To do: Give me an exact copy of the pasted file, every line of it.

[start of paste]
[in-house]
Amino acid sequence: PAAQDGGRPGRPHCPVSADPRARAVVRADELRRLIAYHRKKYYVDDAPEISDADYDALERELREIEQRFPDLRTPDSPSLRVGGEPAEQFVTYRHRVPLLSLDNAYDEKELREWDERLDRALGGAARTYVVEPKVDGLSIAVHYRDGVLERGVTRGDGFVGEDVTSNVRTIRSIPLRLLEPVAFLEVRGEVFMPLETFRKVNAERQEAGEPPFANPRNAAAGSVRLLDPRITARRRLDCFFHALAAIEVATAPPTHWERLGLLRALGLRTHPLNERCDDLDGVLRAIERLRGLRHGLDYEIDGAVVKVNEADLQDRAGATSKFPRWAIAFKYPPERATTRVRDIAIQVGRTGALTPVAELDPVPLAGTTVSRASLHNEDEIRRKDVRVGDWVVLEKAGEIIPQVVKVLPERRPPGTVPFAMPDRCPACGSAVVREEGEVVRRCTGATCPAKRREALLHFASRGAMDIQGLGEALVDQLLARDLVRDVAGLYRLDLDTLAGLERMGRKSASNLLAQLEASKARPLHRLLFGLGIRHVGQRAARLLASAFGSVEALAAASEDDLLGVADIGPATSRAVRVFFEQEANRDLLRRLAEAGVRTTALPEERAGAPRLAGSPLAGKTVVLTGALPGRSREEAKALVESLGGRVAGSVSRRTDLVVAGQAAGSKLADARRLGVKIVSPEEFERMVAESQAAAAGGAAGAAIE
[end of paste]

[in-house]
Amino acid sequence: PAAQDGGRPGRPHCPVSADPRARAVVRADELRRLIAYHRKKYYVDDAPEISDADYDALERELREIEQRFPDLRTPDSPSLRVGGEPAEQFVTYRHRVPLLSLDNAYDEKELREWDERLDRALGGAARTYVVEPKVDGLSIAVHYRDGVLERGVTRGDGFVGEDVTSNVRTIRSIPLRLLEPVAFLEVRGEVFMPLETFRKVNAERQEAGEPPFANPRNAAAGSVRLLDPRITARRRLDCFFHALAAIEVATAPPTHWERLGLLRALGLRTHPLNERCDDLDGVLRAIERLRGLRHGLDYEIDGAVVKVNEADLQDRAGATSKFPRWAIAFKYPPERATTRVRDIAIQVGRTGALTPVAELDPVPLAGTTVSRASLHNEDEIRRKDVRVGDWVVLEKAGEIIPQVVKVLPERRPPGTVPFAMPDRCPACGSAVVREEGEVVRRCTGATCPAKRREALLHFASRGAMDIQGLGEALVDQLLARDLVRDVAGLYRLDLDTLAGLERMGRKSASNLLAQLEASKARPLHRLLFGLGIRHVGQRAARLLASAFGSVEALAAASEDDLLGVADIGPATSRAVRVFFEQEANRDLLRRLAEAGVRTTALPEERAGAPRLAGSPLAGKTVVLTGALPGRSREEAKALVESLGGRVAGSVSRRTDLVVAGQAAGSKLADARRLGVKIVSPEEFERMVAESQAAAAGGAAGAAIE